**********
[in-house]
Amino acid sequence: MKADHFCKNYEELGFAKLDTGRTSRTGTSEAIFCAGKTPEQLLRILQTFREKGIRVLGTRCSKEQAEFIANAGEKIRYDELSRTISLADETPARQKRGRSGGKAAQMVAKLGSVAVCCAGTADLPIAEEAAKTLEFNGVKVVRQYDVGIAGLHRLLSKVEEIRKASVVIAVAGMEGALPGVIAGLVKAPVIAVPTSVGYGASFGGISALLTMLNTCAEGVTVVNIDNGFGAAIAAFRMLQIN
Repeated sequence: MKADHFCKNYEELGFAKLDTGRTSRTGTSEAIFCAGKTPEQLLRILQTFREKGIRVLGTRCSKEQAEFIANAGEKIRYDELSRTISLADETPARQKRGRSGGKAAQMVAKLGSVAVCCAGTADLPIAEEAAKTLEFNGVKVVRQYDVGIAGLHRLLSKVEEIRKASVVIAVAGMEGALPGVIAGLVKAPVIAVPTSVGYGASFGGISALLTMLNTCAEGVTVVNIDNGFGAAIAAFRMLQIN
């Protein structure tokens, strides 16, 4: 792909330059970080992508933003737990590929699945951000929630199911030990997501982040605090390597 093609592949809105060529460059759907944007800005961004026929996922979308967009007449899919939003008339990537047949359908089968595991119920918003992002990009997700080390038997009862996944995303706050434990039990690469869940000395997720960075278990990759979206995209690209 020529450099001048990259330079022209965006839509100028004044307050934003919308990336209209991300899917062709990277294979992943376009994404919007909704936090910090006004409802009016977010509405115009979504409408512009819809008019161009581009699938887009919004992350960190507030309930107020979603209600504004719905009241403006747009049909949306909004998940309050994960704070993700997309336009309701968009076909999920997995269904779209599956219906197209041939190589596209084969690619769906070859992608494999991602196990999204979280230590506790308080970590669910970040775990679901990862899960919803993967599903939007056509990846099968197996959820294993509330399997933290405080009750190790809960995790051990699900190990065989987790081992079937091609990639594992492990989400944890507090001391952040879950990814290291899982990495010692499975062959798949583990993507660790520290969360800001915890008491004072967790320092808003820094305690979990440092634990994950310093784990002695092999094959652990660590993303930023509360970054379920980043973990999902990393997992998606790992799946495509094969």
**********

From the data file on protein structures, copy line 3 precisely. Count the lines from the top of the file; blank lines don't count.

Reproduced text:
Repeated sequence: MKADHFCKNYEELGFAKLDTGRTSRTGTSEAIFCAGKTPEQLLRILQTFREKGIRVLGTRCSKEQAEFIANAGEKIRYDELSRTISLADETPARQKRGRSGGKAAQMVAKLGSVAVCCAGTADLPIAEEAAKTLEFNGVKVVRQYDVGIAGLHRLLSKVEEIRKASVVIAVAGMEGALPGVIAGLVKAPVIAVPTSVGYGASFGGISALLTMLNTCAEGVTVVNIDNGFGAAIAAFRMLQIN